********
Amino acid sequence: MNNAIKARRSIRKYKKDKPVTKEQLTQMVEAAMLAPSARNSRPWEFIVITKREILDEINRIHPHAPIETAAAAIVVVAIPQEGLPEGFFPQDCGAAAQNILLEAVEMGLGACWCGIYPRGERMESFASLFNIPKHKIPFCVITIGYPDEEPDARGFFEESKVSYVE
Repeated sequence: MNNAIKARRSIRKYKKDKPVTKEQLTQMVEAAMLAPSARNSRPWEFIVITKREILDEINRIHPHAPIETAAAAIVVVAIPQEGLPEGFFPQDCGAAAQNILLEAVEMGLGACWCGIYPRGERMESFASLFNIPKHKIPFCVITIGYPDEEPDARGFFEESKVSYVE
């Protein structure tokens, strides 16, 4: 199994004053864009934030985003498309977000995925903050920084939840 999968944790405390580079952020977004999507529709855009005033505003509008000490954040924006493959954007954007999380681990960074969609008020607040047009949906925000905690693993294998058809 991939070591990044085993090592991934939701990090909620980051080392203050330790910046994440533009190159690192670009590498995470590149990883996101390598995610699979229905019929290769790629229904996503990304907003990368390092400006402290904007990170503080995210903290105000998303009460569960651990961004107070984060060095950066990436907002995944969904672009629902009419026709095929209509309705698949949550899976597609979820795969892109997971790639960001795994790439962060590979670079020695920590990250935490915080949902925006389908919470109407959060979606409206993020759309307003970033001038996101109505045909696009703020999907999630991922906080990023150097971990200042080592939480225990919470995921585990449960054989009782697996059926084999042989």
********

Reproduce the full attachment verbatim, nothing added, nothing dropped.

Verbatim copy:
Amino acid sequence: MNNAIKARRSIRKYKKDKPVTKEQLTQMVEAAMLAPSARNSRPWEFIVITKREILDEINRIHPHAPIETAAAAIVVVAIPQEGLPEGFFPQDCGAAAQNILLEAVEMGLGACWCGIYPRGERMESFASLFNIPKHKIPFCVITIGYPDEEPDARGFFEESKVSYVE
Repeated sequence: MNNAIKARRSIRKYKKDKPVTKEQLTQMVEAAMLAPSARNSRPWEFIVITKREILDEINRIHPHAPIETAAAAIVVVAIPQEGLPEGFFPQDCGAAAQNILLEAVEMGLGACWCGIYPRGERMESFASLFNIPKHKIPFCVITIGYPDEEPDARGFFEESKVSYVE
């Protein structure tokens, strides 16, 4: 199994004053864009934030985003498309977000995925903050920084939840 999968944790405390580079952020977004999507529709855009005033505003509008000490954040924006493959954007954007999380681990960074969609008020607040047009949906925000905690693993294998058809 991939070591990044085993090592991934939701990090909620980051080392203050330790910046994440533009190159690192670009590498995470590149990883996101390598995610699979229905019929290769790629229904996503990304907003990368390092400006402290904007990170503080995210903290105000998303009460569960651990961004107070984060060095950066990436907002995944969904672009629902009419026709095929209509309705698949949550899976597609979820795969892109997971790639960001795994790439962060590979670079020695920590990250935490915080949902925006389908919470109407959060979606409206993020759309307003970033001038996101109505045909696009703020999907999630991922906080990023150097971990200042080592939480225990919470995921585990449960054989009782697996059926084999042989």